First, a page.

The Price of Iran's Help
DUBAI -- On the eve of the Baker-Hamilton commission's report, a top Iranian official set a tough condition for his country's help in stabilizing Iraq, saying that Tehran isn't interested in such cooperation unless the Bush administration sets a timetable for withdrawing its troops.
Ali Larijani, Iran's national security adviser, said in an interview that a U.S. plan for removing "occupation forces" from Iraq would be considered "a sign of a change in strategy." In that case, he said, "Iran would definitely extend the hand of assistance and would use its influence to help solve the problem."
The Iranian official made his comments after a speech yesterday to a conference here called the Arab Strategy Forum. His remarks were the clearest statement I've heard of how Iran views its role in the region following what he described as the failure of U.S. intervention in Iraq, Afghanistan and Lebanon. His tone was triumphalist: In his view, America is bogged down in Iraq and "in dire need of change," while a newly confident Iran is positioning itself as a dominant power for the region.
"When we face a strategic stalemate, we can break it only by changing the strategy itself," Larijani said in his speech. He explained that America's choice was to stick with a failing strategy of unilateralism, tinker with it to "retard the process" of defeat, or replace it altogether with a new strategy of "interdependence" that recognized Iran's primacy as a regional power. By embracing a new strategy, he said, the United States "would bring psychological calm to the region and help America to behave in a more rational way."
When I asked Larijani later at a news conference what Iran would regard as evidence that the Bush administration was indeed changing its strategy, he said, "The clearest sign would be the exit or evacuation of U.S. forces," adding: "Should there be a timetable presented, that would serve as a positive sign."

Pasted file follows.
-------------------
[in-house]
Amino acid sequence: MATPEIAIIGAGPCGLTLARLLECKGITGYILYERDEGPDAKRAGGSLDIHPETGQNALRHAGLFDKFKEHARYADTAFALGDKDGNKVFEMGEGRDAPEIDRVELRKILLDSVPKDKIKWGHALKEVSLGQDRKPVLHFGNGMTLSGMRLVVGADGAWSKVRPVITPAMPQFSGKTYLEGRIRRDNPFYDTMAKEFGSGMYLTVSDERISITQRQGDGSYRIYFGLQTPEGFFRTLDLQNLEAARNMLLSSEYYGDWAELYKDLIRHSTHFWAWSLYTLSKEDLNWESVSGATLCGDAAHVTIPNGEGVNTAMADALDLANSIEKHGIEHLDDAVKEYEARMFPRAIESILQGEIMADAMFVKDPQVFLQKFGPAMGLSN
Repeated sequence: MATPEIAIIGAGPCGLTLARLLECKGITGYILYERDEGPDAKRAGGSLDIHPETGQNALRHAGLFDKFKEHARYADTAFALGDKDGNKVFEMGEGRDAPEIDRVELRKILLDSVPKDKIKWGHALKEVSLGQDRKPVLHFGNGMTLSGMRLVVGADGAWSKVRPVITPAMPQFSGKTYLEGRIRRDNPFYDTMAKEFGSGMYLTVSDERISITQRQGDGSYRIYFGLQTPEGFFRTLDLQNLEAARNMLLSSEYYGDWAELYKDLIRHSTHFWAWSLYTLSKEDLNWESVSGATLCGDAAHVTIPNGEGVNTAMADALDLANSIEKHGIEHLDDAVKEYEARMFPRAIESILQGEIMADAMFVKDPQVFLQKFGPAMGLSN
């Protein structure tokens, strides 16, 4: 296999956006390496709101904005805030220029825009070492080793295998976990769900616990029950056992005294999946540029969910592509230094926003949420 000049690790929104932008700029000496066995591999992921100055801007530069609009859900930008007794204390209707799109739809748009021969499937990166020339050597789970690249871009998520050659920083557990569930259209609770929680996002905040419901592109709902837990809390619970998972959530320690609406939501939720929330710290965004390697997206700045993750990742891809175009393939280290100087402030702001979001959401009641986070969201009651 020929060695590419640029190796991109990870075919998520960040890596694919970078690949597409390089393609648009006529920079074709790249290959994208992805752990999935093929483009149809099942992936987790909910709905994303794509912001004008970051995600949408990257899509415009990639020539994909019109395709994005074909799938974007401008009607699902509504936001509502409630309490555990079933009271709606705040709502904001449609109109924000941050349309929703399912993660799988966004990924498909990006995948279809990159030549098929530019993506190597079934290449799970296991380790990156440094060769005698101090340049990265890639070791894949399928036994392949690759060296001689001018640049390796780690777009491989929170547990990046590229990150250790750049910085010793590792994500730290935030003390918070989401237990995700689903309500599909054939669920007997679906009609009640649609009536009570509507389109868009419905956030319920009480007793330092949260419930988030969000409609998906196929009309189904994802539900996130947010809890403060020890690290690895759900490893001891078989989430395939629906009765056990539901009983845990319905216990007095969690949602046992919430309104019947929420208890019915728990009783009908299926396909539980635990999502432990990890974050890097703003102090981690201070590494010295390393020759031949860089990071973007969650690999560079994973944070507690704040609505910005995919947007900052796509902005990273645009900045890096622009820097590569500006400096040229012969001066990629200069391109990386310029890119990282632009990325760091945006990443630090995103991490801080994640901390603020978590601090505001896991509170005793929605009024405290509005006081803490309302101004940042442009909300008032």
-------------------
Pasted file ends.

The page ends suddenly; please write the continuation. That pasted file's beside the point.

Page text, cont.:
On the nuclear issue, Larijani said that a U.N. Security Council sanctions resolution reportedly drafted this week by Russia and France would not stop Iran's uranium-enrichment efforts. "I announce: This is not effective," he said.
After these public comments, Larijani talked one-on-one about the changes he thinks have been set in motion by the Republican Party's defeat in last month's congressional elections. He wouldn't talk in detail about the likely recommendations of the Iraq Study Group, headed by former secretary of state James A. Baker III and ex-representative Lee Hamilton. But he indicated that if the Bush administration embraced a call for gradual withdrawal, Iran would agree to join discussions on Iraq and Afghanistan. Though he called repeatedly for a U.S. withdrawal plan, Larijani didn't explain how the resulting vacuum would be filled in a way that avoided all-out civil war.
Harvard professor Graham Allison, who had a private talk with Larijani following mine, said: "In discussing Iraq after U.S. withdrawal he didn't seem to have a credible idea of what comes next."
As for the idea of a regional peace conference involving Iraq's neighbors, Larijani told me he favored a smaller group of countries that are committed to the "new paradigm" in Iraq flowing from its democratic elections and constitution -- both of which enfranchised Iraq's Shiite majority. "We are against a tribal democracy," he said.
Larijani said President Bush's statement in an interview with me in September, in which Bush recognized Iran's status as an important nation in the region, was "the first sign of having any respect for the long history and cultural background of Iran." But Larijani said the administration needed to accompany such rhetoric with a halt to its "adventurous moves" against Tehran. "The Iranian people might be great and gracious, but not naive," he said.
Larijani isn't proposing a grand bargain but a ruthlessly pragmatic one shaped by Tehran's view of current realities: Iran is up, America is down, and any post-Iraq settlement should reflect those facts. That's the steep price of Tehran's help.
In a column last week, I praised Republican Sen. Chuck Hagel for his prescient early warnings about the risks of U.S. involvement in Iraq. Some readers complained that for all his prescience, Hagel still voted to support the war, and that I was ignoring the many Democrats who were similarly wary of Iraq -- and who voted against war funding. These readers are right. Hagel took political risks expressing his concerns back in 2003, but so did Democrats who voted against the Iraq mission despite a vitriolic barrage from the administration.
The writer co-hosts, with Newsweek's Fareed Zakaria, PostGlobal, an online discussion of international issues athttp:/